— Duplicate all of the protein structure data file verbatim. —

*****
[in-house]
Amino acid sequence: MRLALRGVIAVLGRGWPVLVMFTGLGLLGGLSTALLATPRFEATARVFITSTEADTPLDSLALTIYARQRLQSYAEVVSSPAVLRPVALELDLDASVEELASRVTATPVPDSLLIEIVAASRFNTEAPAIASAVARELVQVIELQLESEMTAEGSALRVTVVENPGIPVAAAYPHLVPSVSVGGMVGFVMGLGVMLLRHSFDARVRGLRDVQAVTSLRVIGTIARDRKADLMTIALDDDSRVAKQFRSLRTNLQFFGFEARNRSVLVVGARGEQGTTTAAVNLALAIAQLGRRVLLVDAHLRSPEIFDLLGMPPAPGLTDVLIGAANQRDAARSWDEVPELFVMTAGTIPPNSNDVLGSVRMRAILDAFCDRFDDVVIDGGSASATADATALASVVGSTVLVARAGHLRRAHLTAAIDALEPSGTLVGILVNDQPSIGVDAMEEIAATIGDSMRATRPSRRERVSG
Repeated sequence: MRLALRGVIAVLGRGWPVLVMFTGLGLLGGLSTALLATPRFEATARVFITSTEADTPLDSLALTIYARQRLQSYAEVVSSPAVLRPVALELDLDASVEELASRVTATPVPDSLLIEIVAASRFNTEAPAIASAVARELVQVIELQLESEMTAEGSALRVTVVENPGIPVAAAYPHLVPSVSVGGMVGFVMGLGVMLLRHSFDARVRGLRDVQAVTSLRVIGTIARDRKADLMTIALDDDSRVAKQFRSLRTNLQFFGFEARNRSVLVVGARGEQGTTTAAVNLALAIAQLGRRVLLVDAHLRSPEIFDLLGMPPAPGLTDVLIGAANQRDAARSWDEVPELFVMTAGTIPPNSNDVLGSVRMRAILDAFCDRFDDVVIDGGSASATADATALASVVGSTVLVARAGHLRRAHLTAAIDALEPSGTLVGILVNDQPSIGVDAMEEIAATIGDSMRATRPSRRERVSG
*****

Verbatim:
[in-house]
Amino acid sequence: MRLALRGVIAVLGRGWPVLVMFTGLGLLGGLSTALLATPRFEATARVFITSTEADTPLDSLALTIYARQRLQSYAEVVSSPAVLRPVALELDLDASVEELASRVTATPVPDSLLIEIVAASRFNTEAPAIASAVARELVQVIELQLESEMTAEGSALRVTVVENPGIPVAAAYPHLVPSVSVGGMVGFVMGLGVMLLRHSFDARVRGLRDVQAVTSLRVIGTIARDRKADLMTIALDDDSRVAKQFRSLRTNLQFFGFEARNRSVLVVGARGEQGTTTAAVNLALAIAQLGRRVLLVDAHLRSPEIFDLLGMPPAPGLTDVLIGAANQRDAARSWDEVPELFVMTAGTIPPNSNDVLGSVRMRAILDAFCDRFDDVVIDGGSASATADATALASVVGSTVLVARAGHLRRAHLTAAIDALEPSGTLVGILVNDQPSIGVDAMEEIAATIGDSMRATRPSRRERVSG
Repeated sequence: MRLALRGVIAVLGRGWPVLVMFTGLGLLGGLSTALLATPRFEATARVFITSTEADTPLDSLALTIYARQRLQSYAEVVSSPAVLRPVALELDLDASVEELASRVTATPVPDSLLIEIVAASRFNTEAPAIASAVARELVQVIELQLESEMTAEGSALRVTVVENPGIPVAAAYPHLVPSVSVGGMVGFVMGLGVMLLRHSFDARVRGLRDVQAVTSLRVIGTIARDRKADLMTIALDDDSRVAKQFRSLRTNLQFFGFEARNRSVLVVGARGEQGTTTAAVNLALAIAQLGRRVLLVDAHLRSPEIFDLLGMPPAPGLTDVLIGAANQRDAARSWDEVPELFVMTAGTIPPNSNDVLGSVRMRAILDAFCDRFDDVVIDGGSASATADATALASVVGSTVLVARAGHLRRAHLTAAIDALEPSGTLVGILVNDQPSIGVDAMEEIAATIGDSMRATRPSRRERVSG